The convenience and mobility of Singapore are what I miss most. You don’t have to worry about how to get to a place because you have three choices – walking, flagging down a cab and taking the bus or the train. There’s no worry about getting a cab, train or bus because it’s convenient to get one: call a cab, wait at the bus stop or get to the MRT station for your ride. My friends, on the other hand, miss the food like the chilli crab, oyster omelette, teh tarik among other things. My buddy in Ireland is missing the Singaporean moon cakes (think durian, champagne and cookies-and-cream moon cakes) badly. I’m not a foodie so it came as a surprise that that I’d miss one particular dish despite it being a plate of noodles that would permanently camp on my hips. I’m talking about char kuey teow loaded with cockles but sans the chilli, which is very difficult to come by in Jakarta or Manila.

A combo package from the roti-kaya stall at the food court at Plaza Senayan and cold squid balls from the Old Chang Kee stall at Taman Anggrek mall are the next best thing to a “Singapore meal “in Jakarta. Meanwhile, in Manila, there used to be this hole-in-the-wall restaurant called Rasa Singapura in Quezon City that was a favourite dining place of everyone (celebrities were always sighted dropping by for a meal). The owner was a rotund Singaporean-Chinese (married to a Filipino) who single-handedly cooked ho-fan, fish and the other foodstuff from this hot wok atop a blazing fire. Orders were shouted at him and the orders – dine-in or to go – would be ready in minutes. But Rasa Singapura folded up ages ago; the owner tried his luck with a stall in a food court of a popular mall but it was short-lived. He set up a smaller version of his first restaurant across the street from his old one but it, too, closed down because, possibly, of the trauma of being robbed in broad daylight. Lolo Mao, or something like that, which, as the scuttlebutt goes, is owned by the first daughter of the former First Lady Imelda Marcos, was another attempt to entice the Filipinos to sit down to a Singapore meal. I’m not certain if it’s still operating.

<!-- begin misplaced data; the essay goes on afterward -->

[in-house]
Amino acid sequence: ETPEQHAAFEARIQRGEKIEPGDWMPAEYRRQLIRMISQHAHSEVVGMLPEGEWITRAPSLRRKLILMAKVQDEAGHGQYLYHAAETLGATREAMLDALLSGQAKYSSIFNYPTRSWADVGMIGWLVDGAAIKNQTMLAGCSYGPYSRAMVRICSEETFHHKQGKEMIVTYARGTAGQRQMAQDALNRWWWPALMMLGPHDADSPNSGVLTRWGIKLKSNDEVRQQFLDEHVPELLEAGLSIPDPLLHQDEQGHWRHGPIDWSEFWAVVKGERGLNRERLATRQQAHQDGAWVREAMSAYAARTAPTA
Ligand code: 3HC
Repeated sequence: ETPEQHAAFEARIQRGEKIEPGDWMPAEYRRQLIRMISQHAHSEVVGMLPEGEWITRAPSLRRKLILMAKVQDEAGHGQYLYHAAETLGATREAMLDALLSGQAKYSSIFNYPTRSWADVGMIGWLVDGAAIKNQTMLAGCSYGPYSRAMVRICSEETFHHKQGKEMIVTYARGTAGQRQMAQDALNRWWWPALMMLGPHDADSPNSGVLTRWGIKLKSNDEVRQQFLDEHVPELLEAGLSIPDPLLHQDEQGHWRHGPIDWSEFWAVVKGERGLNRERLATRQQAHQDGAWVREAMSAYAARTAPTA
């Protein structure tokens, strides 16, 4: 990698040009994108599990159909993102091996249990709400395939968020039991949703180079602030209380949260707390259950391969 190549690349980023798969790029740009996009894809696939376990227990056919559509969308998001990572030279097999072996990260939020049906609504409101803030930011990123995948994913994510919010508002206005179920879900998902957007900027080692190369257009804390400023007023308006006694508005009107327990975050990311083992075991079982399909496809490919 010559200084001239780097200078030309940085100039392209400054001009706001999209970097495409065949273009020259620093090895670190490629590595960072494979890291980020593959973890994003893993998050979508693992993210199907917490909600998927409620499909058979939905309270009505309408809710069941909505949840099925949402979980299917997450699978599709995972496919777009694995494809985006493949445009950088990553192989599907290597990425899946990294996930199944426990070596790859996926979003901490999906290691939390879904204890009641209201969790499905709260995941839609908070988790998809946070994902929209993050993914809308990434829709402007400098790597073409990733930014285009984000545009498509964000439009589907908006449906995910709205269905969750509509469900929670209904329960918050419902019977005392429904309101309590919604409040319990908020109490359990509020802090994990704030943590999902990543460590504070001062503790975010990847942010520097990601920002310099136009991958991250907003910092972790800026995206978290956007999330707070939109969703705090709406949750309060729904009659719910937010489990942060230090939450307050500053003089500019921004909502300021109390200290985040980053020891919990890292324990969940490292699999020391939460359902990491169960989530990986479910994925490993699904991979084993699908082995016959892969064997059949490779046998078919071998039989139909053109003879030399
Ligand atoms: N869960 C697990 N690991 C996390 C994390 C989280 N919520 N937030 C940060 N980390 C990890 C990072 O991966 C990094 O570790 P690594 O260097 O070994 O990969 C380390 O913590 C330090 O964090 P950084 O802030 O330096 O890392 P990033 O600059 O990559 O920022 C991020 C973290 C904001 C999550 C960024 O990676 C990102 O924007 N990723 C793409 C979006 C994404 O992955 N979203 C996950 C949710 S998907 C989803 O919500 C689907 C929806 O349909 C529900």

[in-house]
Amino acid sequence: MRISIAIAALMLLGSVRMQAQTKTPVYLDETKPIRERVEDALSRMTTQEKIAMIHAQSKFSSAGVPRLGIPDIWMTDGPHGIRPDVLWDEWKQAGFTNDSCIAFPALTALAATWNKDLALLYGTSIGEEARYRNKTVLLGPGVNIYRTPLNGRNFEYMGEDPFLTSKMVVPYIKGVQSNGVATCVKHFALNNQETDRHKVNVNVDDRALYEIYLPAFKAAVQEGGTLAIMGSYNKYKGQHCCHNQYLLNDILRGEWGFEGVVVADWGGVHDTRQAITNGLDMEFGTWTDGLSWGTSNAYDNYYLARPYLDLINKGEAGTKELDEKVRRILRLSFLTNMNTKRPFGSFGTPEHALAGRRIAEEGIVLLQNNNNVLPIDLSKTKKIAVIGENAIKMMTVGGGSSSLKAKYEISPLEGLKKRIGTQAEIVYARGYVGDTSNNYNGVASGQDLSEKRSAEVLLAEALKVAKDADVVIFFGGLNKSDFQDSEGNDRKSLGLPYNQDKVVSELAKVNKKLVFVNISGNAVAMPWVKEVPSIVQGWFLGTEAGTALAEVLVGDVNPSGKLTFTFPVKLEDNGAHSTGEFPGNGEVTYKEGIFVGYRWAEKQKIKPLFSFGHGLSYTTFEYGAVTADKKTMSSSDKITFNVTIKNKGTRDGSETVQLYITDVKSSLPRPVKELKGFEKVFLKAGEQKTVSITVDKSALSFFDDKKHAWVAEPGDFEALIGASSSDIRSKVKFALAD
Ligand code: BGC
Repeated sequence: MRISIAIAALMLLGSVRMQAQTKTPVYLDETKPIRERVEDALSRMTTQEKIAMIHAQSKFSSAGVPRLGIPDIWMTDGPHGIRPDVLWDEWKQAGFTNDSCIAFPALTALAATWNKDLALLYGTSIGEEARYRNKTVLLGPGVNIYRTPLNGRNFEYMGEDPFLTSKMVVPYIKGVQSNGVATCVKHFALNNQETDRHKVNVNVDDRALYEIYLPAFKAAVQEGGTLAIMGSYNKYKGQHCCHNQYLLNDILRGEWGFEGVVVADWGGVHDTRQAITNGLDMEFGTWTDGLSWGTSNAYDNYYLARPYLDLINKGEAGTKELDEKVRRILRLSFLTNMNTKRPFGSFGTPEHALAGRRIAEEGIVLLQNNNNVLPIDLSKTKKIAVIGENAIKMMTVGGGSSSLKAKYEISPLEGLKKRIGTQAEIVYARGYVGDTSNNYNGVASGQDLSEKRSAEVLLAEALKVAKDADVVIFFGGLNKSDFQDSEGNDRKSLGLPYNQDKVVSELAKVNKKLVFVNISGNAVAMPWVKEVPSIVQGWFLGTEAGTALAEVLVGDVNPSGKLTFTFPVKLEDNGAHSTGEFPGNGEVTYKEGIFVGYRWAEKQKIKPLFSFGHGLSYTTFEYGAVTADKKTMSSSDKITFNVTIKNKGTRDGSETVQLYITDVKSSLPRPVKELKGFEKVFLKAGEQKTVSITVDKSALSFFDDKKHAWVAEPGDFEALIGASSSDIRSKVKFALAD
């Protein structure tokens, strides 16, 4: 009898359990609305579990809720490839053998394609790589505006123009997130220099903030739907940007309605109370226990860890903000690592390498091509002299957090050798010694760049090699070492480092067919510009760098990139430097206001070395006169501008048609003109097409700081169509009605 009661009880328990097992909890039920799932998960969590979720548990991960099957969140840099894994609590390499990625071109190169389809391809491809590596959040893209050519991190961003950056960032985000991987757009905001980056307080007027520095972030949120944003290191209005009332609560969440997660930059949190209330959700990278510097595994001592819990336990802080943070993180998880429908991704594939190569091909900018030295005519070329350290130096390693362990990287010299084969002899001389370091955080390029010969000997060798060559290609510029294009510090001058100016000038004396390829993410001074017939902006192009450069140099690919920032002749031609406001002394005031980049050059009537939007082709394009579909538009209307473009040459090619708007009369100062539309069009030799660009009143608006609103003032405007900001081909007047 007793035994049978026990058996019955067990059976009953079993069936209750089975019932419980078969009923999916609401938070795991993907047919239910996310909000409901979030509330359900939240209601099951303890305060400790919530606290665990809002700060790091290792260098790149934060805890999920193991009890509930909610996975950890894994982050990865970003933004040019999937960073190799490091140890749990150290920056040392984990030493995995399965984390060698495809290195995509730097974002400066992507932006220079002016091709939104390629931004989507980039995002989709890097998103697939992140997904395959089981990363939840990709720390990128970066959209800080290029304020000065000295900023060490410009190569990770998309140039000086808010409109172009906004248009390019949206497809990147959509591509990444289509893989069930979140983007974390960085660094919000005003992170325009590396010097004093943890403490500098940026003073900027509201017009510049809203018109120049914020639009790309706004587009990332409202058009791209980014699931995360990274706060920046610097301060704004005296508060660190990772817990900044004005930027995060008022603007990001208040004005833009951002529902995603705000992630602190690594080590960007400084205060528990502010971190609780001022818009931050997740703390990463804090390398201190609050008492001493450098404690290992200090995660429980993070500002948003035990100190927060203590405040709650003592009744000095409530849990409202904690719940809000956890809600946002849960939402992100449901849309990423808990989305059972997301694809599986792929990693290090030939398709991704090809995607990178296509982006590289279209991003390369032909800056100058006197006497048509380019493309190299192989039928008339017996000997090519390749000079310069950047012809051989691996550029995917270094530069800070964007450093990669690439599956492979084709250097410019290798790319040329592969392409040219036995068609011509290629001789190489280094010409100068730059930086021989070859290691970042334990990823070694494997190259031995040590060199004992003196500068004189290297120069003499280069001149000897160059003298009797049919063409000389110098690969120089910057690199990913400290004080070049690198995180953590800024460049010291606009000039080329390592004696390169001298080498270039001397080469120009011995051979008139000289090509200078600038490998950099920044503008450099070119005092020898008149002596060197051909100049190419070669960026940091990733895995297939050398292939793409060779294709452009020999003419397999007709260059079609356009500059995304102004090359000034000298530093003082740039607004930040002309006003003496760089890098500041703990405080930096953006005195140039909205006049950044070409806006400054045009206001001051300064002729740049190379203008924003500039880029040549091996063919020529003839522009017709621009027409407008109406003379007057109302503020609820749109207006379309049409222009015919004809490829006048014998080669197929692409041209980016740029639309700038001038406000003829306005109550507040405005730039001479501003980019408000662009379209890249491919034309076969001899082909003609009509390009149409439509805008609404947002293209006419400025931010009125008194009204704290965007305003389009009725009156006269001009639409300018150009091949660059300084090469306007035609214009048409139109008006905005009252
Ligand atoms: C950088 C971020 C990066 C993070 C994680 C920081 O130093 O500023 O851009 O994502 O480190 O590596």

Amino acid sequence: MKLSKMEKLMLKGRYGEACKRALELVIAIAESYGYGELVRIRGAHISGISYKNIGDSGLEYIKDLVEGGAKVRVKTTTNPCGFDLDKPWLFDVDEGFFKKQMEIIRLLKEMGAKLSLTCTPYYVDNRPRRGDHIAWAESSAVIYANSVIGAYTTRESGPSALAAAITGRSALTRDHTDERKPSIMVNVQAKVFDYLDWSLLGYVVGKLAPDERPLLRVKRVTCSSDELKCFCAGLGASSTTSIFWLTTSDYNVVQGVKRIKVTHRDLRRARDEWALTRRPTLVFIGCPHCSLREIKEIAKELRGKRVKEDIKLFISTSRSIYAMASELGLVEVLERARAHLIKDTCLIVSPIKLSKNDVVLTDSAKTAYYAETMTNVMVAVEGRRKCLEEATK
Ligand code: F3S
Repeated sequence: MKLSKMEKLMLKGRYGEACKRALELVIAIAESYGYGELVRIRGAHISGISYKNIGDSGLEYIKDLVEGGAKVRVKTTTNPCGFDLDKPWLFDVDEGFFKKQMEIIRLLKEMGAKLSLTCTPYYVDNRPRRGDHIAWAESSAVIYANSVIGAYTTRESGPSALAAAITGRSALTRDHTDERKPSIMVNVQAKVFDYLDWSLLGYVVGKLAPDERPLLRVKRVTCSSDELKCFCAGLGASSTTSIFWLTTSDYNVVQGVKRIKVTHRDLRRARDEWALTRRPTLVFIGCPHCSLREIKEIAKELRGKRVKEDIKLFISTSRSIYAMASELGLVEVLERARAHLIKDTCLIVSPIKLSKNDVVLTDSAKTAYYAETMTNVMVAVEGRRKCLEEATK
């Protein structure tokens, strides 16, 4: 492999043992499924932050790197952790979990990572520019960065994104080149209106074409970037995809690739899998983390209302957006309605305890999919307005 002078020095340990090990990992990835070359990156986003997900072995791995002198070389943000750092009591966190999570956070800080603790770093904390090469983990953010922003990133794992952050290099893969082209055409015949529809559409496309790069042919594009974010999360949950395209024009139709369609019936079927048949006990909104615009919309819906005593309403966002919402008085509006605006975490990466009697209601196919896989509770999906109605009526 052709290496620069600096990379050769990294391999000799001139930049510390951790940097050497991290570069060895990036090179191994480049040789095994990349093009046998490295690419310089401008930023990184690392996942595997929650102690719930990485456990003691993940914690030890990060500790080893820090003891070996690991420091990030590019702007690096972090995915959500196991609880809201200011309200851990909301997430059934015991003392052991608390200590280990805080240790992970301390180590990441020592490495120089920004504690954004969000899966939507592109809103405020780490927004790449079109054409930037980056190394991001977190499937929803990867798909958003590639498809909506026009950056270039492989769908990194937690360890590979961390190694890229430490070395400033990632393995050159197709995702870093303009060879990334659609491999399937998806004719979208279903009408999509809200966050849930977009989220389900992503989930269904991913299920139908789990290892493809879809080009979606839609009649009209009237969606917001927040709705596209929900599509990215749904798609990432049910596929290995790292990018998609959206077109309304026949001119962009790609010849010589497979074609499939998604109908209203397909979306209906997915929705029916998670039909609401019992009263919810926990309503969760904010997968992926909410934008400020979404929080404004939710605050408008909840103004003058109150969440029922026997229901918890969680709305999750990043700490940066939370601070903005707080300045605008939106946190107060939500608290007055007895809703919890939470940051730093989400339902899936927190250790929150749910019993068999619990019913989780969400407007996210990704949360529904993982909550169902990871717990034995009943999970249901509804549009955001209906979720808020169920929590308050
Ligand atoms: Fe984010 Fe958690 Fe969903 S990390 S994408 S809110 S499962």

Food lovers craving for something Singaporean to dig into are in for a treat now in Manila with Sentosa Garden. It opened its doors towards the end of December and is located at U-C4 U/GF Thompson Square Tomas Morato Avenue, Quezon City (+632 374-7747). The interiors are done up in muted colours of black-grey for walls and bronze-ish for cushioned chairs, and accentuated with delicate lighting and mirrors. Service is refreshingly pleasant – you’re greeted cordially when you enter, shown a table promptly and given the menu right away, and there was no jumping through loopholes to avoid honouring the senior citizen’s card unlike in other dining places. While waiting for our char kuey teow and Thai oyster omelette, my father and I were served water and a plate of peanuts to while away the time. The place was already buzzing with diners who relished their noodles and seafood.

Tucking in at home, the char kuey teow was flavourful but I was a tad disappointed because there were no cockles. The flavour of the Thai oyster omelette, with its fresh oyster, was punched up with the sweet-sour sauce. Next on my food-to-try list are the horfan and chilli crab – the former was what my family regularly ordered at Rasa Singapura and the latter because I’m feeling adventurous.



One response to this post.

  1. I love love love char kway teow too! 🙂

    I heard that Makansutra has a branch now at Rockwell. Haven’t checked it out yet though.


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